Regarding our workshop--on Friday and Saturday, "Acting Together at the Root of the Climate Crisis", it was rather daring, perhaps you could say foolhardy,to just turn up with a workshop to offer, having had no time to seriously promote it on the ground. We had no idea whether anyone would come. However, George Por, very kindly encouraged us not to worry about that, because of the potential to move this work out to our widening family of friends here in the virtual world.
So, on day one, we had two people come--and they came one hour late. By that time, we had already started, taking the approach that we were doing a dress rehearsal. We then started over, and It was very interesting to just adapt to the new time line and draw our sudden audience--two Englishmen of our generation--into the conversation about the roots of the climate crisis. They had a lot to say, and some very concrete ideas.
The second day, when we repeated the workshop, we had a great group of five younger people, two of whom are doing a Master's degree in sustainability at a university in Sweden. By this time, we had had the chance to refine the flow of the workshop, and different perspectives opened up that hadn't been touched on the previous day.

We'll talk about what the essence of our workshop is in a video that we'll post later today. So watch this space!

Right now we are also thinking about offering a webinar that would cover the basic elements, probably next weekend after we get to London. More soon about that.

Finally, a few words about a Klimaforum event we attended at couple of days ago. It was put on by a Swedish-Danish bank that has been functioning for a few decades, based on the principle of charging no interest. It is a cooperative, owned by the members.see here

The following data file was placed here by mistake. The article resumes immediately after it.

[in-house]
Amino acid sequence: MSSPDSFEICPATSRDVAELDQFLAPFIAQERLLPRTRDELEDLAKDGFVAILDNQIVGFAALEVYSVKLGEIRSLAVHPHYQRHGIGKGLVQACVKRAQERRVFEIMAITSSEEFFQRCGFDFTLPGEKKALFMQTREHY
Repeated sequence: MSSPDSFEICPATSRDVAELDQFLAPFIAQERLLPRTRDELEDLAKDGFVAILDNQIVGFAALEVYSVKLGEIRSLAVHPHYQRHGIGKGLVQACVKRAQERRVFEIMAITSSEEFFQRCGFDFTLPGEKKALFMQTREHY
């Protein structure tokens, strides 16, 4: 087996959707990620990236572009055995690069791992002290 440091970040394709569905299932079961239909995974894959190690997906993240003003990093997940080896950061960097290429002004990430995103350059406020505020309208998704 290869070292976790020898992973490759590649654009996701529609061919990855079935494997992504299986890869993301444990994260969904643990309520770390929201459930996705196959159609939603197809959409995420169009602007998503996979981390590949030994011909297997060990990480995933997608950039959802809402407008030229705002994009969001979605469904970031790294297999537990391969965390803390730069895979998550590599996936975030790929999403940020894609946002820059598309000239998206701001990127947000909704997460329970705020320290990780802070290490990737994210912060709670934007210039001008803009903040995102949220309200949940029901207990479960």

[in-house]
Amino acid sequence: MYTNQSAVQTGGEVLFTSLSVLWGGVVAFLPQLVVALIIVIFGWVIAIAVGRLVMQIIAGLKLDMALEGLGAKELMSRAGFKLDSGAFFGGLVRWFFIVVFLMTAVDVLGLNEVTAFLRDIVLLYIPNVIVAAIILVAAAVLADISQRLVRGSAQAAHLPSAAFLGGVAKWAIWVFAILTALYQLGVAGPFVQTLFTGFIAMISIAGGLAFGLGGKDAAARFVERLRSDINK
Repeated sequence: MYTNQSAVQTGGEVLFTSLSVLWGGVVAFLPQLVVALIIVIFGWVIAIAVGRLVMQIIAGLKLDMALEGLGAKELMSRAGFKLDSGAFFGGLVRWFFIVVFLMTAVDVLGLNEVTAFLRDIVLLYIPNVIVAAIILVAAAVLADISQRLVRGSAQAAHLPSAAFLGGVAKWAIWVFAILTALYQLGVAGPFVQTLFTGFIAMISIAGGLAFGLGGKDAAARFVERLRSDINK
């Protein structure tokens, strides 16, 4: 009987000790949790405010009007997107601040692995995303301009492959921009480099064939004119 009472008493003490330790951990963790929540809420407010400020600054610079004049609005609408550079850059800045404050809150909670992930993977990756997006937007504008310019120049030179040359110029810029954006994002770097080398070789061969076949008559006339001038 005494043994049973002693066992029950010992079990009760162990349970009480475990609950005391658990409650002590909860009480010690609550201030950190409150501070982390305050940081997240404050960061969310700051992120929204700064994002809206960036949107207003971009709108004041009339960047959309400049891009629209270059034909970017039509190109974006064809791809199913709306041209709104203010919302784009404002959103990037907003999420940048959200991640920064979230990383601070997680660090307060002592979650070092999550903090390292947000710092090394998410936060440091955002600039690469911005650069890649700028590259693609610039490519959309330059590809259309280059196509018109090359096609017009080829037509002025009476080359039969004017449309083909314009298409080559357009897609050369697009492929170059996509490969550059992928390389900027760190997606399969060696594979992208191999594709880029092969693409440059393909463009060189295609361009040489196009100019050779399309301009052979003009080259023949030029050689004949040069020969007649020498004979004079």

The bank was making a presentation at Klimaforum as part of an ongoing educational initiative, in the firm belief that the usual financial-monetary system is a serious contributor to global warming--a position with which we totally agree, and address in our workshop. So it was great to hear from people who have successfully set up and managed a different system. The main part of the presentation was done by young interns, who are on scholarships offered by the bank to study, and educate people about, the system. The large room was packed for this presentation, and mostly with young people. It was impressive to hear the kinds of questions they were asking, and how hip they are to what is going on with the conventional financial-monetarysystem, and its devastating effects at so many levels. Afterwards, we were able to meet the head of the Danish branch of the bank, and make an appointment for an in-depth discussion with him next week, at his office at Silkeborg in northern Denmark.

I have the feeling that a blog is not supposed to be too long--I fear I am already too long! So will end for now. It is not even 2.00 PM, and then sun is already disappearing . . .



Carolyn Lee published the article on the 13/12/09

SOURCE (retrieved on 05/11/2010)


janosabel's picture

<p><strong>The formetting features seem to be nonexistent</strong></p><p>Why is that?</p><p>I see that it is only a beta version, but still...</p>